One school of thought believes that it is more beneficial to buy anti aging products that stimulate collagen production where your body needs it, instead of buying creams with collagen in them. Following in this line of thought, a recent trend which took off in Japan several years ago believes that incorporating foods rich in collagen or those that aid in collagen formation are also beneficial in promoting collagen production from the inside out.

Many foods are considered collagen forming such as those rich in vitamins A, C & E. Dark green leafy vegetables such as kale, spinach, asparagus and collard greens are packed with lutein and are also recommended in addition to red fruits and vegetables rich in lycopene such as tomatoes, red peppers, beets, cantaloupe, carrots and sweet potatoes.

Research at the University of Arizona has found that the antioxidants in red, yellow and orange fruits and vegetables build up extra UV protection under the skin. The effect of these antioxidants is so strong, that eating six portions of these brightly colored fruits and vegetables per day for 2 months will build a natural barrier in your skin equivalent to a factor four sunscreen.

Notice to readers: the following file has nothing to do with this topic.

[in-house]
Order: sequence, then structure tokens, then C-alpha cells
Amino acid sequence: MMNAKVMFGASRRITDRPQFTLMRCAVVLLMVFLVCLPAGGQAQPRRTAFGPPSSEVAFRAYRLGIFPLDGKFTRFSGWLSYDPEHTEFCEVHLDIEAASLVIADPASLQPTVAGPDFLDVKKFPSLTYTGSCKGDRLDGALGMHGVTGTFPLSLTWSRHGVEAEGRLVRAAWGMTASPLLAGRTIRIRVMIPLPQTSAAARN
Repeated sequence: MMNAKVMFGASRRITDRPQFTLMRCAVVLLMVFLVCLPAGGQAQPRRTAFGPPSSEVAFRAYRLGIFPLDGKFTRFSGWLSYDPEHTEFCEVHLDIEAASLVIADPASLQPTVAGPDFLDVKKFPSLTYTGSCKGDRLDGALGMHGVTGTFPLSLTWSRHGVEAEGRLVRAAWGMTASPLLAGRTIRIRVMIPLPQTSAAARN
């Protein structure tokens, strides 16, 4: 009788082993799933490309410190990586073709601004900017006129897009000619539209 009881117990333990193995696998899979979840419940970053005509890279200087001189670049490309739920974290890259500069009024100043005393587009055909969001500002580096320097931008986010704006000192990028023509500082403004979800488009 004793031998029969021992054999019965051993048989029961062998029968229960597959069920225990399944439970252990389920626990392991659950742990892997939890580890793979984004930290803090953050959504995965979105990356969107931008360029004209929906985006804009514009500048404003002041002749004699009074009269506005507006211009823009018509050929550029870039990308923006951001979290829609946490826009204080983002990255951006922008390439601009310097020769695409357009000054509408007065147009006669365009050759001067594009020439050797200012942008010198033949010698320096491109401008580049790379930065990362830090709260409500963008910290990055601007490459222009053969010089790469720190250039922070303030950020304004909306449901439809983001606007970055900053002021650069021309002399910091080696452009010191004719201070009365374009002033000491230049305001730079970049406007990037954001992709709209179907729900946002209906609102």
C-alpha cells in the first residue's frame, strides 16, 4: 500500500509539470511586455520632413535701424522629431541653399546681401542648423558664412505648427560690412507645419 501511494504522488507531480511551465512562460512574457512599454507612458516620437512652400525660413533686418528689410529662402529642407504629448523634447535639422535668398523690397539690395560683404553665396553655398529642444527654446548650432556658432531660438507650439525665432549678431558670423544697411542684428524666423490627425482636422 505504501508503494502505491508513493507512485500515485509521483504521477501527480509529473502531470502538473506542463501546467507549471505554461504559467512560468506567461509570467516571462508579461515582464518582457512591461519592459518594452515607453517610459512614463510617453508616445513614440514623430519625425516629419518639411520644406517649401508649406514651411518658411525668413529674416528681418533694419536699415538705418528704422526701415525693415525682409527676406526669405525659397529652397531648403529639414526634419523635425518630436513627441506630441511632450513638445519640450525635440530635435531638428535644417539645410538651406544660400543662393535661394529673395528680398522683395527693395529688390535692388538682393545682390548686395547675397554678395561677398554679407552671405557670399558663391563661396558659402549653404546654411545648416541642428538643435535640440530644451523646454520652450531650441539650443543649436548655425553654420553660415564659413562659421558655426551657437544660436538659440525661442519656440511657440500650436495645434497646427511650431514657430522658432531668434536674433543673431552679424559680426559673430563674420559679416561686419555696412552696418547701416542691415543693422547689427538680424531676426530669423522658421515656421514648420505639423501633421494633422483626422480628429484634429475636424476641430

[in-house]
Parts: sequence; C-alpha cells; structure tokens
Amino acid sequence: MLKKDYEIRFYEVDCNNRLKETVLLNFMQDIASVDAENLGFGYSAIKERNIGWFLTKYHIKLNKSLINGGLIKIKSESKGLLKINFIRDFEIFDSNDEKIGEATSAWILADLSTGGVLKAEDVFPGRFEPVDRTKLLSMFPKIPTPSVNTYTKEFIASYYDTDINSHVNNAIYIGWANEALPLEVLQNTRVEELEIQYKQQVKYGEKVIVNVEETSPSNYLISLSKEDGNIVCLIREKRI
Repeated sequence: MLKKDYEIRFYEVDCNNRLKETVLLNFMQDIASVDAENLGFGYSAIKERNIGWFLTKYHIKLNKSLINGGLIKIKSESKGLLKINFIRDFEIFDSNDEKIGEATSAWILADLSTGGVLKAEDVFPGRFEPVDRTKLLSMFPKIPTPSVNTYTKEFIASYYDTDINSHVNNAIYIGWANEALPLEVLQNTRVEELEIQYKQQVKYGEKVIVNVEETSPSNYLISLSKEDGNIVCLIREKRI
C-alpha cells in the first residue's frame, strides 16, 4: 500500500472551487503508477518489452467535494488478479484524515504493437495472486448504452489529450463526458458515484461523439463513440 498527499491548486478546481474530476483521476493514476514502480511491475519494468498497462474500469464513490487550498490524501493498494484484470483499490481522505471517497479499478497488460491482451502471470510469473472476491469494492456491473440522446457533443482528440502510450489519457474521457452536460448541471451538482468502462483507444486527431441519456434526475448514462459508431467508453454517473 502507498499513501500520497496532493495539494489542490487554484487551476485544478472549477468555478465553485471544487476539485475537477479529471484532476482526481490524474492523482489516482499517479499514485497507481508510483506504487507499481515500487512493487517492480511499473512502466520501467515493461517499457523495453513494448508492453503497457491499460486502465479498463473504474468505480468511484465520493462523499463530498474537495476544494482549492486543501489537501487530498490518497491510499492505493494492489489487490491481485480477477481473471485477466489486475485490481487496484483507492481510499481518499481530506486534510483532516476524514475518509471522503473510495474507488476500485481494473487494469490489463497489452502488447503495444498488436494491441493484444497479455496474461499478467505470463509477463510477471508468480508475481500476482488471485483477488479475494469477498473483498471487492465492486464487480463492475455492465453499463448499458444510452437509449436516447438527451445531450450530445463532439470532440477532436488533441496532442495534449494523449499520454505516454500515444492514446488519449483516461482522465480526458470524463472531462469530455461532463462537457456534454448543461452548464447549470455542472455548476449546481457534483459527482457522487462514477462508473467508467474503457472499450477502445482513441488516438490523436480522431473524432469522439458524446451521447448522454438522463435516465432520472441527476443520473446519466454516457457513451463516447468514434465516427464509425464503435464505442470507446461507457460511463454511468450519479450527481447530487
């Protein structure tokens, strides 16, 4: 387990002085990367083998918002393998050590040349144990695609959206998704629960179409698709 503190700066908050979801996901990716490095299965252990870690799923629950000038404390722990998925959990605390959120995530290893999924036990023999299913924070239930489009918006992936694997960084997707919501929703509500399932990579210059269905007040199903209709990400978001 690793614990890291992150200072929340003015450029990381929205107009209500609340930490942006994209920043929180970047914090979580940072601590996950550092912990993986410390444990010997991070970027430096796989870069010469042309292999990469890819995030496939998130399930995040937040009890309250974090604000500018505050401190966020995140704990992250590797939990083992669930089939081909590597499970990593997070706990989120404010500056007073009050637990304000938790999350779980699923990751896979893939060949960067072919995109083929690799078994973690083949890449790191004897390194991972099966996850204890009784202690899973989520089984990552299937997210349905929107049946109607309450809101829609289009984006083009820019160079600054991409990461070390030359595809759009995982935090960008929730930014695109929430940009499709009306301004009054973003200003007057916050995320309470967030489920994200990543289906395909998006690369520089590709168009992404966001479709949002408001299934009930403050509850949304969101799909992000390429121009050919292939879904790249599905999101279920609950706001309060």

Sulfur is also an important compound to the development of collagen and found in celery, cucumbers along with black and green olives.

Soy products have long been revered for their health benefits to heal the body in everything from lowering cholesterol to helping with pre-menopausal hot flashes. So I was not surprised that the genistein found in soy beans is also a collagen producing compound that helps to block enzymes responsible for aging the skin.

Beans also help your body produce a vital anti-aging substance called hyaluronic acid. As little as 2 tablespoons of beans per day will give you all you need.

Darker berries like cranberries, cherries, blueberries and blackberries also help to boost the antioxidant levels in the body to fight off free radicals and stimulate collagen production…but one thing I discovered that I never knew was that prunes have the highest level of antioxidants and only 3 pieces per day gives you a fighting dose.